Intergraph Is Whistling Anchors AweighChuck Hawkins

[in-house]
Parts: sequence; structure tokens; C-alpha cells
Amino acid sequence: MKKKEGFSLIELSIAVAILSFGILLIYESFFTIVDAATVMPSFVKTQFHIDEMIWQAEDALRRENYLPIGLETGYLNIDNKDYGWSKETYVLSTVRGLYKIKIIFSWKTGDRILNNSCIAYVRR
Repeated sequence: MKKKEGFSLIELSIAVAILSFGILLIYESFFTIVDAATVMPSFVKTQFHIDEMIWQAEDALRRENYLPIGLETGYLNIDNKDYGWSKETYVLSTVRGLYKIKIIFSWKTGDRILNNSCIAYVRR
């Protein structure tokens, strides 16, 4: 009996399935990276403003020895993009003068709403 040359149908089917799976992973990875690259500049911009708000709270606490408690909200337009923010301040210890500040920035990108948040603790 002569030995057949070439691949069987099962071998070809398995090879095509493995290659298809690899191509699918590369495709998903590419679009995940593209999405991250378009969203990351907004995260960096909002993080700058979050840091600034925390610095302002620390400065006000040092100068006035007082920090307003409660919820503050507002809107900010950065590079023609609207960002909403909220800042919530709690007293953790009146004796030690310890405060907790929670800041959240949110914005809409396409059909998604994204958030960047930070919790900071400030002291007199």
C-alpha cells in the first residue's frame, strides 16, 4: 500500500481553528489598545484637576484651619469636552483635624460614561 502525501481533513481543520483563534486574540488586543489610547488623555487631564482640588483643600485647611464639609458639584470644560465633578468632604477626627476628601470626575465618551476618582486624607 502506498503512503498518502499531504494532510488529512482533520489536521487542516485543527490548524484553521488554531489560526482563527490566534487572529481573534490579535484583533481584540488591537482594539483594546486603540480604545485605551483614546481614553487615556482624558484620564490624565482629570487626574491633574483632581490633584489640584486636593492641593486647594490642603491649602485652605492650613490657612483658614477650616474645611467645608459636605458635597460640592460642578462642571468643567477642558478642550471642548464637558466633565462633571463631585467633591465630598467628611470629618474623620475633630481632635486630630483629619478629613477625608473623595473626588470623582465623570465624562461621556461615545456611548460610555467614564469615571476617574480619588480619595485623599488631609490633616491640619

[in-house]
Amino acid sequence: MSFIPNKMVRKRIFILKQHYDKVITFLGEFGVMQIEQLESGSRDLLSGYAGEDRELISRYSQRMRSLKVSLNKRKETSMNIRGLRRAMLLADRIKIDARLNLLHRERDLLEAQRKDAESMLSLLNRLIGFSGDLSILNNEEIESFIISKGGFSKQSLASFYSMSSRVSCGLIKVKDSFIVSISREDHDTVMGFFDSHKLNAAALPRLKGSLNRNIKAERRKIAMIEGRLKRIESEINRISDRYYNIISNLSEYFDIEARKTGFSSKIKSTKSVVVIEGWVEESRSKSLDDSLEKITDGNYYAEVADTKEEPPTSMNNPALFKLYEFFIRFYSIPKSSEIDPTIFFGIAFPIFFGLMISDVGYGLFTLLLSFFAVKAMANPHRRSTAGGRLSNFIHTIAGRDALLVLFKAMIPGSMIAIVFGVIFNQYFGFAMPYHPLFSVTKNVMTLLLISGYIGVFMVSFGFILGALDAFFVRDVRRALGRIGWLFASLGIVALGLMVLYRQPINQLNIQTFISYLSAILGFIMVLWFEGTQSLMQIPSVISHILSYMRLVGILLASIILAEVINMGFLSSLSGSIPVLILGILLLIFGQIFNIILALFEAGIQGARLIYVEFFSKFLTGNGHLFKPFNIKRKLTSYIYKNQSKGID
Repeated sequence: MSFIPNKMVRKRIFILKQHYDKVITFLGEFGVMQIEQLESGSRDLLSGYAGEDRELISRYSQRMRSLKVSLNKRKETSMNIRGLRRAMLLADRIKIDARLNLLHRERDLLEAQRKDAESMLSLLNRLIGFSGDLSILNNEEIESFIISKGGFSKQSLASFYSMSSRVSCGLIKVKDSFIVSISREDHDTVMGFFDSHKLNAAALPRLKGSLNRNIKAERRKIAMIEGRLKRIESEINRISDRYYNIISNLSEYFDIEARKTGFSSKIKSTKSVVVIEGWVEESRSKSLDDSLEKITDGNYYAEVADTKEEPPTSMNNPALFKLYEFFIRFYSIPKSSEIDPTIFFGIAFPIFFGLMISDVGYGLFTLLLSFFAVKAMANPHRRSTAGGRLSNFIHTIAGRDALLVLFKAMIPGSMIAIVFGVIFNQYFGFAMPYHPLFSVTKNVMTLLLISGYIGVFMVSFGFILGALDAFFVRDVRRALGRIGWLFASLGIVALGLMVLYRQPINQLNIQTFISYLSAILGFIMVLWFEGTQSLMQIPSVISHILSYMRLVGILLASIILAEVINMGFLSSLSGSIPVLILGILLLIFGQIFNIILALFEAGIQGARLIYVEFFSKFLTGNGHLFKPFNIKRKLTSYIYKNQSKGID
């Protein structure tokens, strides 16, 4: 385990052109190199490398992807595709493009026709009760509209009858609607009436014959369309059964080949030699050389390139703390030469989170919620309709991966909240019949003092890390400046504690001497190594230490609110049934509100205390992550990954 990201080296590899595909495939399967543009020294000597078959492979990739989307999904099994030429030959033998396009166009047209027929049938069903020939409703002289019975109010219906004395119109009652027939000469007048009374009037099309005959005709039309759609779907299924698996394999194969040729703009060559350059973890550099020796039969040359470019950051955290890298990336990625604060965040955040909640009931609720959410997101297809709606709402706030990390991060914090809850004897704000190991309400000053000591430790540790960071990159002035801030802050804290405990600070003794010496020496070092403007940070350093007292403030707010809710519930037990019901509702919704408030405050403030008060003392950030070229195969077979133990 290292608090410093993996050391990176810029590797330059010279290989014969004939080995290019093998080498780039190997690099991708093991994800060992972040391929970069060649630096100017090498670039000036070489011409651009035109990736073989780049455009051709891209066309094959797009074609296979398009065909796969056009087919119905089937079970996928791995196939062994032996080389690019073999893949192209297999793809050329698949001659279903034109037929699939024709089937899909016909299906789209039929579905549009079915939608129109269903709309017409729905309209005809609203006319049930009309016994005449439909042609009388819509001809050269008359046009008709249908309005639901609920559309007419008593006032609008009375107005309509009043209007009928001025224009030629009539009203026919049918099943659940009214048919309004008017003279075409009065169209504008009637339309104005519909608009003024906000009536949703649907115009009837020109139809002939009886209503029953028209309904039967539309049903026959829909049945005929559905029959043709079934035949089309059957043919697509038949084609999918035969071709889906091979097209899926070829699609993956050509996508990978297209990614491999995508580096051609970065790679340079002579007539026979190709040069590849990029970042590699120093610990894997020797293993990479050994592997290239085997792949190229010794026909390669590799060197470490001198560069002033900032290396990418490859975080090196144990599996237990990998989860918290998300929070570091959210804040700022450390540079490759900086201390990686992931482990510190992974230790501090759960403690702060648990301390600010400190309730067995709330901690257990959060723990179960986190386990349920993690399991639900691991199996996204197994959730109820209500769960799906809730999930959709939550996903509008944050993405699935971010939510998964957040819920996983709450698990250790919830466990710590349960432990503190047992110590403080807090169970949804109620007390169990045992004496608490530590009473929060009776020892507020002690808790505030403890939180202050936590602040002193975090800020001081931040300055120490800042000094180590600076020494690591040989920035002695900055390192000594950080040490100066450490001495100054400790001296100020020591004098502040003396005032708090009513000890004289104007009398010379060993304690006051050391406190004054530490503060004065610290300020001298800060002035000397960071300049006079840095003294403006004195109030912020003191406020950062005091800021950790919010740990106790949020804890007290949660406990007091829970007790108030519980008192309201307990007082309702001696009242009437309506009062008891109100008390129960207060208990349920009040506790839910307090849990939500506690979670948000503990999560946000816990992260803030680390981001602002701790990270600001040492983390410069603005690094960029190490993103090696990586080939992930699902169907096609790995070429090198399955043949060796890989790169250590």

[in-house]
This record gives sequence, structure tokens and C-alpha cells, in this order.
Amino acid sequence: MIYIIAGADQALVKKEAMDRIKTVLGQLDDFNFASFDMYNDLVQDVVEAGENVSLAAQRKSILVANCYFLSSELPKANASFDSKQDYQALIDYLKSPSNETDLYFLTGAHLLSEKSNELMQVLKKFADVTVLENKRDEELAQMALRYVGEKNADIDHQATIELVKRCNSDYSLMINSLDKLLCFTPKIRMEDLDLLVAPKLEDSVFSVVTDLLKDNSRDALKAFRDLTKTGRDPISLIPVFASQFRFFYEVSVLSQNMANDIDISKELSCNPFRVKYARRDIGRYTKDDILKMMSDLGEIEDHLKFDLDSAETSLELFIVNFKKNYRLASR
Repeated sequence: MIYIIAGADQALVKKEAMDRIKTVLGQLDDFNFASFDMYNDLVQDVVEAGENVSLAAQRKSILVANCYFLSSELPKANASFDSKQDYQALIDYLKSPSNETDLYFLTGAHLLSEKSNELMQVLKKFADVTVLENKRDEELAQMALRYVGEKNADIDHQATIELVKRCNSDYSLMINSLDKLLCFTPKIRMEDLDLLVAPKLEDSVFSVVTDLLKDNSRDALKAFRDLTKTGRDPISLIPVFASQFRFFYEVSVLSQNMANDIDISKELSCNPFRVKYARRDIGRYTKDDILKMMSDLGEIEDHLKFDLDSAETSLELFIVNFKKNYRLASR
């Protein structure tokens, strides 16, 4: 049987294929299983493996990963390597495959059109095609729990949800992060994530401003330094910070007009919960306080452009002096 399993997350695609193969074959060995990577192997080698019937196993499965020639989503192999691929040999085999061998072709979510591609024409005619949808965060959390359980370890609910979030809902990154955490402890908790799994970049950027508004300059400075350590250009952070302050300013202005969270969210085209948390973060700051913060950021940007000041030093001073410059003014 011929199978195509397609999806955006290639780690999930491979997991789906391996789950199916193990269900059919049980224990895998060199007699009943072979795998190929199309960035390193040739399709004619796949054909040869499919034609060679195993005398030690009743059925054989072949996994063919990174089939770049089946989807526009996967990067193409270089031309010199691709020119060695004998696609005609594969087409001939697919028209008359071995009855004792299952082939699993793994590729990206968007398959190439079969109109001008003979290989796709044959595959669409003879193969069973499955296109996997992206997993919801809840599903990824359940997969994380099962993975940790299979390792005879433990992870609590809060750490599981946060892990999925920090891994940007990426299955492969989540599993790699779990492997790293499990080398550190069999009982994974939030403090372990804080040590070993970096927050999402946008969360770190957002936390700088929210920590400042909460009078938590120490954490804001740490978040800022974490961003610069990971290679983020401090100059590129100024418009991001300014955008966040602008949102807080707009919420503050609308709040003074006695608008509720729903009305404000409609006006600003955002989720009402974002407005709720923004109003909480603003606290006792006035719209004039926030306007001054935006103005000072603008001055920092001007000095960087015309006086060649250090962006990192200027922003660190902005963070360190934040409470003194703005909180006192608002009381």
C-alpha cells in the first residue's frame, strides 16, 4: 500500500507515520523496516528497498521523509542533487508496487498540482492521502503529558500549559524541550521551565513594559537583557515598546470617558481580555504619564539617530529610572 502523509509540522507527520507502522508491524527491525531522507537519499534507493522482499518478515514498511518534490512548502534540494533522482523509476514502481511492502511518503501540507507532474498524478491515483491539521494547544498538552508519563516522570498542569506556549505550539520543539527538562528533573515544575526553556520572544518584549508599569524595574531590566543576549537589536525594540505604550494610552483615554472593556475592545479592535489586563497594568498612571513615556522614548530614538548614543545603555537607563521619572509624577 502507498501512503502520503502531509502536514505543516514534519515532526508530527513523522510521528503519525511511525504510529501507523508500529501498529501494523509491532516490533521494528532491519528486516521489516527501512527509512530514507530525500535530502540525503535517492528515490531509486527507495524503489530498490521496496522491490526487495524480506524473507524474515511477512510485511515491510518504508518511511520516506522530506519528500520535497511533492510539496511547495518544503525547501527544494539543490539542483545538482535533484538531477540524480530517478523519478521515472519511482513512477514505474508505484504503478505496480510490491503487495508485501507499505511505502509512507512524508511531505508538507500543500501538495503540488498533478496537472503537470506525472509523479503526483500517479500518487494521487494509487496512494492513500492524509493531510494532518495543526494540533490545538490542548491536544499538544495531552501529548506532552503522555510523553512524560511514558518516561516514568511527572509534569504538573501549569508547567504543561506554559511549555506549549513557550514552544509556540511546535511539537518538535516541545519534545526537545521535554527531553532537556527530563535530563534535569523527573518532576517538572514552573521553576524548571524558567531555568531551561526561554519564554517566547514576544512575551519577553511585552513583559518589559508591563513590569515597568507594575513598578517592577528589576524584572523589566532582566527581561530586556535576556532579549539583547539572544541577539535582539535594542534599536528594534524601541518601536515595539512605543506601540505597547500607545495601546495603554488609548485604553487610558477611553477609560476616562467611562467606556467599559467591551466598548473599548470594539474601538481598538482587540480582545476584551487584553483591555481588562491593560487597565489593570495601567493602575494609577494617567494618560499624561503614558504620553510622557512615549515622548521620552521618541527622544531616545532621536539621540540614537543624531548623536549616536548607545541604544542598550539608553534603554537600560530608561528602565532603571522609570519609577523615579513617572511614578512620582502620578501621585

Intergraph Corp. doesn't usually spring to mind as a hot manufacturer of computer workstations. People tend to think first of Sun Microsystems, Hewlett-Packard, or DEC in that $9.2 billion market. But don't tell that to the U. S. Navy. It recently decided to spend $362.4 million with the Huntsville (Ala.) company for 2,800 workstations, computer-aided design and manufacturing (CAD/CAM) software, and related services. That's a big endorsement for Intergraph, for years a favorite with architects, construction engineers, and mapmakers. But more important, it's an in-your-face rebuttal to critics who have derided Intergraph Chairman James W. Meadlock's stubborn attachment to a line of homegrown workstations that use a little-known RISC (reduced instruction-set computing) microprocessor called Clipper. Intergraph builds the chip for itself and only a handful of customers. That lack of buyers, say critics, spells eventual trouble. Over the long term, they figure, Clipper-related sales won't be enough to pay for ongoing improvements to the chip.
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